Call to Action is the Anchor of Your Messaging
Whenever you are trying to change someone’s behavior, you are trying to persuade them. Selling products, recruiting volunteers, direct marketing, advertisements, etc. are all examples of persuasive requests. The classic persuasive request is divided into four main steps:
- Get the target’s Attention
- Develop their Interest
- Create a Desire
- Include a Call to Action
Keep this classic process in mind whenever you are trying to convince someone to do something. It can be used universally. Letters, e-mail marketing (especially important), literature, ads, conversations, etc. Let’s walk through each step and explore the role each plays in the process.
It all starts with Attention. This is your intro. It can be your subject line in an e-mail, the headline of an ad, etc. If you don’t have a good “attention getter” it is game over. You need to quickly gain control of the target’s undivided attention. You will commonly hear there are key buzzwords to include in the intro – words like “Now”, “Save” and “Free” . This may be the case in general, but ideally you want something that “moves” the target. Make it count – and make it enticing or the rest of your communication is irrelevant.
Next comes the Interest part. Assuming you succeeded in getting the target’s attention, you have stay on your game with a good followup. After the “wow” of getting their attention, you have to develop it with some specifics. You want the target to think “I can do that”. Give them a little flavor as to why this is a good thing for them. Keep them moving through your communication. If they are a “maybe” at this point, you are on track!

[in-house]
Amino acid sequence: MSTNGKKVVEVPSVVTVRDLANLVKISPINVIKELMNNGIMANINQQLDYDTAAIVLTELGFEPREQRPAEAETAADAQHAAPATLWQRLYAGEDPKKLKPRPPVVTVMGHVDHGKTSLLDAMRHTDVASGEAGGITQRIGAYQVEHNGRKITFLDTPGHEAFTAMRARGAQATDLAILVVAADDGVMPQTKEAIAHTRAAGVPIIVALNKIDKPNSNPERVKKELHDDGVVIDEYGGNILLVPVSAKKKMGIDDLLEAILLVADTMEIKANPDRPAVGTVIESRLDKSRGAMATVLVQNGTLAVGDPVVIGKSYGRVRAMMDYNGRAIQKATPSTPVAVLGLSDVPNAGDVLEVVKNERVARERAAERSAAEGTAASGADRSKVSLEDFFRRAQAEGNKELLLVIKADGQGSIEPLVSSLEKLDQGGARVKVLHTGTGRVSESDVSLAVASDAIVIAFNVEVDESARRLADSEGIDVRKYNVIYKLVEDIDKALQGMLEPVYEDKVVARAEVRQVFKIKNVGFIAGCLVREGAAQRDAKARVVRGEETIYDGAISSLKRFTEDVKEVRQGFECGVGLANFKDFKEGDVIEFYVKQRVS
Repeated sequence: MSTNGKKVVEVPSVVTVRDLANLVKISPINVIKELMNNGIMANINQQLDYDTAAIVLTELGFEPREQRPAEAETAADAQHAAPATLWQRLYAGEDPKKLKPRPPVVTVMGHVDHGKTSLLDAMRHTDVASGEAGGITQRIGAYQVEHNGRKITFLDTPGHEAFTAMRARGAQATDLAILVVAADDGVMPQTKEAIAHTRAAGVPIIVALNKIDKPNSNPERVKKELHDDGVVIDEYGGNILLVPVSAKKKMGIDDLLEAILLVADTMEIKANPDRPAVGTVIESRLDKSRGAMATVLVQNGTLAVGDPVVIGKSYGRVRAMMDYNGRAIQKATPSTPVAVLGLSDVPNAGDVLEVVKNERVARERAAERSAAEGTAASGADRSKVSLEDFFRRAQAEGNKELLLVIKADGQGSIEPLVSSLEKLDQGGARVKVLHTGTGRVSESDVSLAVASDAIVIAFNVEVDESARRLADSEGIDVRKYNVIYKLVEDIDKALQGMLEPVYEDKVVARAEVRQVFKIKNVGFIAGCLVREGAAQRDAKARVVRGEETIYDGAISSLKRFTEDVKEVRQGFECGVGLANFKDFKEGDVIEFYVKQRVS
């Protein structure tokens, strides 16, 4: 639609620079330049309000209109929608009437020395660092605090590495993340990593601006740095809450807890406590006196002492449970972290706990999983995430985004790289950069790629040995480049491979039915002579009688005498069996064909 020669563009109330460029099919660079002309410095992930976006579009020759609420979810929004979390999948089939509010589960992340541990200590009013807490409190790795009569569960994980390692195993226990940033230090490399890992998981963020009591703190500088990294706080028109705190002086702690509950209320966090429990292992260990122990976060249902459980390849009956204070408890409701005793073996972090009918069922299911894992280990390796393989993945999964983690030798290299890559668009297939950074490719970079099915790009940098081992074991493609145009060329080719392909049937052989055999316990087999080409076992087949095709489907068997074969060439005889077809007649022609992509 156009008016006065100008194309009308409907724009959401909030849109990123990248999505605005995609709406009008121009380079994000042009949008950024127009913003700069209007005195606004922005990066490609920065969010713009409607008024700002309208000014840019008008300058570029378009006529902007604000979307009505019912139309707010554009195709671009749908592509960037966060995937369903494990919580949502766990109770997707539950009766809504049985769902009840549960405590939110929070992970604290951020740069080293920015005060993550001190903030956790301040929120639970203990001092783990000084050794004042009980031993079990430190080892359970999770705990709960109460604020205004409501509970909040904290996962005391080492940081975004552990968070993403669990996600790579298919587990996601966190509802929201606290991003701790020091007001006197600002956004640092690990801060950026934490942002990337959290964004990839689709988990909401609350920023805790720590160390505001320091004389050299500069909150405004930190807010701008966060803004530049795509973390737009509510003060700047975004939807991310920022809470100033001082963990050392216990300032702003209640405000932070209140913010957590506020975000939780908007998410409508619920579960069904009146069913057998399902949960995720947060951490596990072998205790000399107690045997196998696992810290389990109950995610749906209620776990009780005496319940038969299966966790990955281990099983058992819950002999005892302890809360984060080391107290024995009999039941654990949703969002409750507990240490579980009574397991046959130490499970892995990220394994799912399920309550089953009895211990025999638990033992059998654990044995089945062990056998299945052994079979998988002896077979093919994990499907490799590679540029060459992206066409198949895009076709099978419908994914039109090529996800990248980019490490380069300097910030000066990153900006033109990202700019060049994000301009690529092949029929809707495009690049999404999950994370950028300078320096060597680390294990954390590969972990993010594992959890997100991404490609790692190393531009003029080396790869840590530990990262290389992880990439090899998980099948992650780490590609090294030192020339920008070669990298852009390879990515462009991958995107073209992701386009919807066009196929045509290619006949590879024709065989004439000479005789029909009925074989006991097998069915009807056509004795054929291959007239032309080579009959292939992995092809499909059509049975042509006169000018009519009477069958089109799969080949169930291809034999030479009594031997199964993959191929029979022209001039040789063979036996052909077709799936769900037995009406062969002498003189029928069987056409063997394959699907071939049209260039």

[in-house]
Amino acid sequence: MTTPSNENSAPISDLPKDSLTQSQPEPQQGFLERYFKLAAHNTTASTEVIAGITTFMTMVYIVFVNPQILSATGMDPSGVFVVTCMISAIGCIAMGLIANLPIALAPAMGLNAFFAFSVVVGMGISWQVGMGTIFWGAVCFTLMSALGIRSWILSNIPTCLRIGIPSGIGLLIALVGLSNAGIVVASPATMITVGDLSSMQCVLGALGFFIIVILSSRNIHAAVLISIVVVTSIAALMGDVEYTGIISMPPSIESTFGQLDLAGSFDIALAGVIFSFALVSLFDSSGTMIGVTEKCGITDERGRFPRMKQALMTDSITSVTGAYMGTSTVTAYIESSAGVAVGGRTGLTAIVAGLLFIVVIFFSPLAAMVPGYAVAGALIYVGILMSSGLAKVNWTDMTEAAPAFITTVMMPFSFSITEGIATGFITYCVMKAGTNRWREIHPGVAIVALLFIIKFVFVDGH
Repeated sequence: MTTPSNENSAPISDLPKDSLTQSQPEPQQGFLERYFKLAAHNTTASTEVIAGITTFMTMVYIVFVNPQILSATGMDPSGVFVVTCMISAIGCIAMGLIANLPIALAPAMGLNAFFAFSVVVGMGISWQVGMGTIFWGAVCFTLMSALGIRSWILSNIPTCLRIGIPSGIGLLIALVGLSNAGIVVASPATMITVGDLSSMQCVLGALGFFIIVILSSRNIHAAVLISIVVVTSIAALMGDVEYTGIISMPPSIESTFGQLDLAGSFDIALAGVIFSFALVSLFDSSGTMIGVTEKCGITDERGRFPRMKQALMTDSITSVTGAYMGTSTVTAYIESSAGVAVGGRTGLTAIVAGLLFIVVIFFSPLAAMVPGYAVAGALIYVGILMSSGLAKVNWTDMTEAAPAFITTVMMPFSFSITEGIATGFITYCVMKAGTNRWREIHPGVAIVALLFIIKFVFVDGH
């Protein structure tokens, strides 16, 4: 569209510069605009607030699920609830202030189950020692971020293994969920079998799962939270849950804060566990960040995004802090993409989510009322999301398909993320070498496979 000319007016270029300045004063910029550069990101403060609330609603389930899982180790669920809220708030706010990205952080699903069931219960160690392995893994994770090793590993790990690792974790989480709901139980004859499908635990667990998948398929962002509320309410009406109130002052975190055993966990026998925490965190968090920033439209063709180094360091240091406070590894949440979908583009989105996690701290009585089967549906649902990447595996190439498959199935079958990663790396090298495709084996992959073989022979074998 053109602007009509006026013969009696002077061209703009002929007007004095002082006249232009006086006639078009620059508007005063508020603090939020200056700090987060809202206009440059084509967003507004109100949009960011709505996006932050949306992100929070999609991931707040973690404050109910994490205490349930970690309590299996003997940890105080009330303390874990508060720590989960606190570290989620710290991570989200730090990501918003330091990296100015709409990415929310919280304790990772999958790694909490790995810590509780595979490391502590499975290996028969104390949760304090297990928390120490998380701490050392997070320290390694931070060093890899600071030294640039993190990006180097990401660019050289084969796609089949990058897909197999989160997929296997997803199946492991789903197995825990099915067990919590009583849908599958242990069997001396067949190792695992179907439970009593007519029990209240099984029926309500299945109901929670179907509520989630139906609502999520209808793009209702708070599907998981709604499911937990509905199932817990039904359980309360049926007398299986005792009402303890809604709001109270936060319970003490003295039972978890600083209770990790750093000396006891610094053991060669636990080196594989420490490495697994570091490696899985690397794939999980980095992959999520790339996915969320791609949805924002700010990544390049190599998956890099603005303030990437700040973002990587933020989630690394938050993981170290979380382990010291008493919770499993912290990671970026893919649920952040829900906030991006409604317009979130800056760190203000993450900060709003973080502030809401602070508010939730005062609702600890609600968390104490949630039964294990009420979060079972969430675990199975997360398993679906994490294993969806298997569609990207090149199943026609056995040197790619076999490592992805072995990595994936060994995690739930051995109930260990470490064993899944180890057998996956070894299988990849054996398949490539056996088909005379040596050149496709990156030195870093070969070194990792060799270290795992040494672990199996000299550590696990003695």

Here comes the crescendo – create their Desire. Something compelling that makes them think, I WANT THAT, or even better I NEED THAT. At this point the target has to picture themselves doing what you want them to do. Think of: “The Ultimate Driving Machine”, “Just Do It”, etc. Another appeal: A happy family enjoying themselves in a Disney World commercial really tugs at a parent’s heartstrings.
This is where it stops for many poorly-constructed communications. Many good messages are left incomplete without the critical Call to Action. Without the Call to Action, you have just done an FYI. You did not CLOSE! Your target will think to themselves “I’ll have to remember that”. And then promptly forget it forever. The Call to Action takes the fuel of desire you created and ignites it! “Act Now! only three days left.” “Save 50% on overstock – while supplies last”.
Crafting effective messages is definitely an art. The more you do it, the better you will get at it. This is a good starting point. If you follow this classic formula, you are on your way to effective messaging.